Further, the preliminary estimate for the improvements is 1.8 mil, with 750k of that going to pay for the ROW for Summer st.

The acquisition of right-of-way is the sleaziest part of these deals. The ROW for Koehler St in the Walmart 380 was valued at (IIRC) $58/sf, which is about double what HCAD values land in that area.

Link to comment
Share on other sites

Say what you want. I am in support of new development that makes my life easier, and increases my home's value. I don't decide to be pro-development if it is Target/HEB/Whole Foods, and anti-development when it is Walmart/Kroger. I find that mindset to be, oh, what's the word I'm looking for? OH! Hypocritical! That's it.

If the arguments had merit, I would agree. But, they do not. The complaints about the feeder roads on I-10 increasing Heights traffic were wrong, as motorists using those roads (including me) now do not drive on Heights residential streets. Encouraging more development around the Target shopping center allows me to complete my shopping in one trip, rather than going in opposite directions to hit Kroger and Target. This is good for me and my neighbors, so I support it.

HEB has had two opportunities to secure this and the Walmart property. They chose not to. Your arguments need to be directed toward San Antonio, not downtown. As for 380 agreements? Cities that do not improve, decline. I am much more in favor of a few million to improve infrastructure around my neighborhood than the alternative, leaving them derelict. Both of these lots were vacant. Now they will contribute. If you didn't want a thriving gentrifying neighborhood, then you should have moved to the Heights in the 80s, when it was a slum. The 5th Ward has soome nice historic homes for sale within your budget, too, if crappy grocery stores and infrastructure is your thing.

  • Like 4
Link to comment
Share on other sites

Here are 11 stores within 4 Miles.

Krogers

2.2 Mi from River Oaks Kroger

2.2 Mi from Disco Kroger

2.8 Mi from Texas Korger (11th St)

3.0 Mi from 20th st Kroger

Fiestas

1.8 Mi to 14th St Fiesta

3.1 Mi to Quitman Fiesta

3.9 Mi to Shepherd Fiesta

Others

1.0 Mi from new super walmart

1.3 Mi from Revival ( not a true comparable, but a grocery nonetheless)

1.4 Mi from Whole Foods

2.7 Mi from Midtown Randalls

Ah.....I thought you meant grocery stores in the Heights......definitely lots of grocery stores in the neighboring areas...

Link to comment
Share on other sites

Ah.....I thought you meant grocery stores in the Heights......definitely lots of grocery stores in the neighboring areas...

Since you can't sell booze in the "Heights" I imagine it will remain just 1 kroger in that strict definition.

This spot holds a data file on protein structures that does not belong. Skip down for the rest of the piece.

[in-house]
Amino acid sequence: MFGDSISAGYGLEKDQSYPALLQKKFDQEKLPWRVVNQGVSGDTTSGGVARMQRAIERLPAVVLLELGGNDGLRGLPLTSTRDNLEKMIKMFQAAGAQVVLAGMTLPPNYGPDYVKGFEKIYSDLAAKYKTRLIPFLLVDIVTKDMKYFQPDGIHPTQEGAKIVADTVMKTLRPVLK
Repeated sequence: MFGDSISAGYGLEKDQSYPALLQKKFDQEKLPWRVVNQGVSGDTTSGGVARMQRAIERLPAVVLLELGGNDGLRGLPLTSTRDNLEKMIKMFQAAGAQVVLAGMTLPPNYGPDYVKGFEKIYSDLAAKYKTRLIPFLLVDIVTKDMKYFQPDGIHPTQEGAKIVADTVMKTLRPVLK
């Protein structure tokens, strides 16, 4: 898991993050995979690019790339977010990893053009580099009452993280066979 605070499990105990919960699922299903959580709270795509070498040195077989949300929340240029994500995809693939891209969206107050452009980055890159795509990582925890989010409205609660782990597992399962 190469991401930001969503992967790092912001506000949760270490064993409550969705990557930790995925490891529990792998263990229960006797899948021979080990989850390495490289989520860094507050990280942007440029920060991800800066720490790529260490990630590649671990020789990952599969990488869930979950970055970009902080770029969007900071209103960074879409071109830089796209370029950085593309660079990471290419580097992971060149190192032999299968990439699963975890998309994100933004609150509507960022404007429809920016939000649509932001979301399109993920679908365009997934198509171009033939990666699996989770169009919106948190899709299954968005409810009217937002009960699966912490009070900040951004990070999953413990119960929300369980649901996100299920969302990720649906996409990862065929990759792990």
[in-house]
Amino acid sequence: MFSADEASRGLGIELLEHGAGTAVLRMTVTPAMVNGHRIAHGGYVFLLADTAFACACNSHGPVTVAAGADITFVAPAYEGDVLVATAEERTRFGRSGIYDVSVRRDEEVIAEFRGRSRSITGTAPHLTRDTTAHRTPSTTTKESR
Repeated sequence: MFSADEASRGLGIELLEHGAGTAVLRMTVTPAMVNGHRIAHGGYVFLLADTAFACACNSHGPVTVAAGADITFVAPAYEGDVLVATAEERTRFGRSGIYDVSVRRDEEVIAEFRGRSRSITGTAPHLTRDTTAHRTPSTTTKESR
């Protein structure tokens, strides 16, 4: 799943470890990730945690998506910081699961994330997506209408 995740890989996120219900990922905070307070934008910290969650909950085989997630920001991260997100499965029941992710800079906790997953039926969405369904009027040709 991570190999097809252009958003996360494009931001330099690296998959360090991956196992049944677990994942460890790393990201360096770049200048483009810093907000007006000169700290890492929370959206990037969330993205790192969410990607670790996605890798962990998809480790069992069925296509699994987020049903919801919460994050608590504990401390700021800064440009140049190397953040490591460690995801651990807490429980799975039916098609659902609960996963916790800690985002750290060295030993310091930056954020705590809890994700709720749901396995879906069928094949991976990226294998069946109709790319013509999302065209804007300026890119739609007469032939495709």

Link to comment
Share on other sites

Cities that do not improve, decline. I am much more in favor of a few million to improve infrastructure around my neighborhood than the alternative, leaving them derelict.

You are making the false assumption that without the 380 agreements both developments wouldn't happen or, if they did happen, would provide no infrastructure improvements. Both are going to happen. The land was purchased long before the 380 agreement came about. The infrastructure improvements are mostly needed just for the development as noted above.

And you are also wrongly assuming that these properties are some sort of high risk gentrification project in some sketchy, newly emerging inner city neighborhood. They are not. Kroger, HEB and Walmart have been fighting it out to get into the Heights because Target has been making piles at their location and the Shep Kroger has been printing money. These projects are slam dunk profit makers. Forget Bellaire, Rice Village, West U, the Heights is the place to be now. We don't need to spend millions to get developers to do what they are already committed to doing. It is nothing more than a wealth transfer.

Link to comment
Share on other sites

  • 6 months later...

Of course Kroger and the City want you to think that this is some great benefit for the City and has nothing to do with what Kroger should be responsible for doing. Kroger needs road work on Studemont to provide left turn lanes for their development. Those improvements exclusively benefit Kroger and are only needed for Kroger. The Summer St. cut through provides Kroger with traffic mitigation that will keep it from degrading other intersections and triggering much more costly traffic mitigation measures (including reducing store sq ft). It will allow them to signalize the intersection at Studemont. Aside from some sort of conversion of Addickes' stuido, there is absolutely no potention for development on Summer St. between Kroger and Target. ....